Juliette Akinyi Ochieng blogs at baldilocks. (Her older blog is located here.) Her first novel, Tale of the Tigers: Love is Not a Game, was published in 2012. Her second novel will be done in 2016. Follow her on Twitter.

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There is an old saying that the Definition of insanity is to do the same thing over and over and expect a different result.

On Friday Night that Yankees with two bases open in the bottom of the 8th of a tied game choose to pitch to David Ortiz

Yes you read that right

David Ortiz takes as much joy in punishing the New York Yankees today as he did 10 years ago.

Ortiz has played such an integral role in the rivalry with the Yankees in his 14 seasons with the Boston Red Sox, and he added another memorable moment Friday night with an eighth-inning two-run home run as the Red Sox beat the Yankees 4-2 in their first of 19 meetings this year.

Now I’m a Red Sox fan and I rejoice in a Big Papi game winning HR as much as the next New Englander, but as a baseball fan my only reaction to pitching to Ortiz in this situation is: ARE YOU KIDDING ME?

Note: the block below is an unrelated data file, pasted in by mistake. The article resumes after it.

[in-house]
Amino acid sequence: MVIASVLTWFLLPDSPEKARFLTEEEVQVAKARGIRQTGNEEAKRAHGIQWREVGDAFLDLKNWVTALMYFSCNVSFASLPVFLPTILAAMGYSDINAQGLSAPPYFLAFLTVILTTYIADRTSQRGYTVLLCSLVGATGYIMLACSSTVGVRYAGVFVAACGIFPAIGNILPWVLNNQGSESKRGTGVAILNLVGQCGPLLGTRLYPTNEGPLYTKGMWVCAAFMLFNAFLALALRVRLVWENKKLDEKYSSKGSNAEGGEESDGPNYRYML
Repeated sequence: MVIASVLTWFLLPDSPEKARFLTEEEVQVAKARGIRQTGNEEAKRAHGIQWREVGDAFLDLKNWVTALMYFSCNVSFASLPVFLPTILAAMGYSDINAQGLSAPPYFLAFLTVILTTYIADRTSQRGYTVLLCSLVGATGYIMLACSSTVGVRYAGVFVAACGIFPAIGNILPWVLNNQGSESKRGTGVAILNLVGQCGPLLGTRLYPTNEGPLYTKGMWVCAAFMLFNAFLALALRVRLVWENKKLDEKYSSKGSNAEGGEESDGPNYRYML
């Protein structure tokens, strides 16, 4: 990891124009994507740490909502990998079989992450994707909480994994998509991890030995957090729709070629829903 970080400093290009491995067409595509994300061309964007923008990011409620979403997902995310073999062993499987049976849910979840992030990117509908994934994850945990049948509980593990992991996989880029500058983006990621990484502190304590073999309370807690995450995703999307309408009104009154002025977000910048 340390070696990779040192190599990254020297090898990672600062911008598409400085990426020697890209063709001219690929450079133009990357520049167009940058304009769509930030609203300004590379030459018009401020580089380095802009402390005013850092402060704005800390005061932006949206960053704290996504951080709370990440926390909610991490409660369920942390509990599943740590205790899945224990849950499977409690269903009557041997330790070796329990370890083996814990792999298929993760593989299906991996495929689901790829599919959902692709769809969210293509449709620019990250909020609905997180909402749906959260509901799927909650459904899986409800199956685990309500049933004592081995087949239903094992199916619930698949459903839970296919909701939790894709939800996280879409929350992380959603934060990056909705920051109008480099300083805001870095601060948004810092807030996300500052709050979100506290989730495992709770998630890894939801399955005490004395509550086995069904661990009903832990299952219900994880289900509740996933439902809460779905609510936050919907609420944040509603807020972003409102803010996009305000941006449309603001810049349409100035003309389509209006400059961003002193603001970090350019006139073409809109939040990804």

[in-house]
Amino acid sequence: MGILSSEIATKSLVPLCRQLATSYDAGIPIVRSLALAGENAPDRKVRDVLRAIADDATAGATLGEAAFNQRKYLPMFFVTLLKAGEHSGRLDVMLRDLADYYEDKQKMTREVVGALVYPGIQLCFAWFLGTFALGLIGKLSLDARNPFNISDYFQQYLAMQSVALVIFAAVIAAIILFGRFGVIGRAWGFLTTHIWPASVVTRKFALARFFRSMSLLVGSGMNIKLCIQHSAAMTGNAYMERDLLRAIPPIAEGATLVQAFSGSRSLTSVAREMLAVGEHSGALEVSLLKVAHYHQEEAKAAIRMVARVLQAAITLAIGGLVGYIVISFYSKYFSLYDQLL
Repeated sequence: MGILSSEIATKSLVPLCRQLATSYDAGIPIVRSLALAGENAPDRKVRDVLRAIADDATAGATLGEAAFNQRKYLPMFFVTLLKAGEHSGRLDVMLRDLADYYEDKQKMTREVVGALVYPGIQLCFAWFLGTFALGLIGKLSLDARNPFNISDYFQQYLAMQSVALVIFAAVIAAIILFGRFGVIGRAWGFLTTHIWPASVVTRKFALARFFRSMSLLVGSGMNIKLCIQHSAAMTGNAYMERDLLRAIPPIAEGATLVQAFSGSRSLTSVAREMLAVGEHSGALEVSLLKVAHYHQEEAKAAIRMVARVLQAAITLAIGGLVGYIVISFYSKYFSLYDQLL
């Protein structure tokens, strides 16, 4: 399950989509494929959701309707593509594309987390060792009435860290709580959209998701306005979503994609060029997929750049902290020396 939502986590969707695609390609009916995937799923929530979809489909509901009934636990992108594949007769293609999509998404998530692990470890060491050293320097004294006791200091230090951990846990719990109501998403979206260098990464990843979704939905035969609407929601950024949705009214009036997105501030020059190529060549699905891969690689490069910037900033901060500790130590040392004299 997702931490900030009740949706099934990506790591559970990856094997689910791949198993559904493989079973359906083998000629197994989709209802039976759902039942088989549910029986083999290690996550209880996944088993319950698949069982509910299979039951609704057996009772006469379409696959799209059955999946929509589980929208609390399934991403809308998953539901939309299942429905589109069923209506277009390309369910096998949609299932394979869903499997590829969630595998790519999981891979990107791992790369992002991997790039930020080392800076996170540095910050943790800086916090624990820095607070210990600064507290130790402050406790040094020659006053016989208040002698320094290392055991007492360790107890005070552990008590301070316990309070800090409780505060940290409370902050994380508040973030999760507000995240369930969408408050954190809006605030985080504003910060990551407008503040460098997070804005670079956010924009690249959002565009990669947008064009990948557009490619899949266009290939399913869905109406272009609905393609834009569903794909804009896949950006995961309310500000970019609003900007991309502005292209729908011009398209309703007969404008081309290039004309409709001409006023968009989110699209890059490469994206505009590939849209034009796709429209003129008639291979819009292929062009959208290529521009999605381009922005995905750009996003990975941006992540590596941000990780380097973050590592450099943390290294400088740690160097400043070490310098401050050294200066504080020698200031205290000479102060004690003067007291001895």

Did they forget David Ortiz’s walk off 12th inning HR in game four in 2004?

Did they forget David Ortiz’s game winning hit in the 14th in game 5 of the same series?

Did they forget Mr. Ortiz hitting a bases loaded two out grand slam in the ACLS vs the Tigers that tied the game two (despite a heroic effort by Tory Hunter) in 2013?

Did they forget the opinion of St. Louis Cardinal fans just before game six of the World Series in 2013?

Given that the decision to pitch to David Ortiz with First base open [game five double to give sox the early lead] was one of the most controversial decisions of the series to this point, I repeatedly asked those in line: If they were managing St. Louis would pitch to Ortiz with a base open. While a few of the people said “yes” the general consensus was; walk David Ortiz even if first base wasn’t open.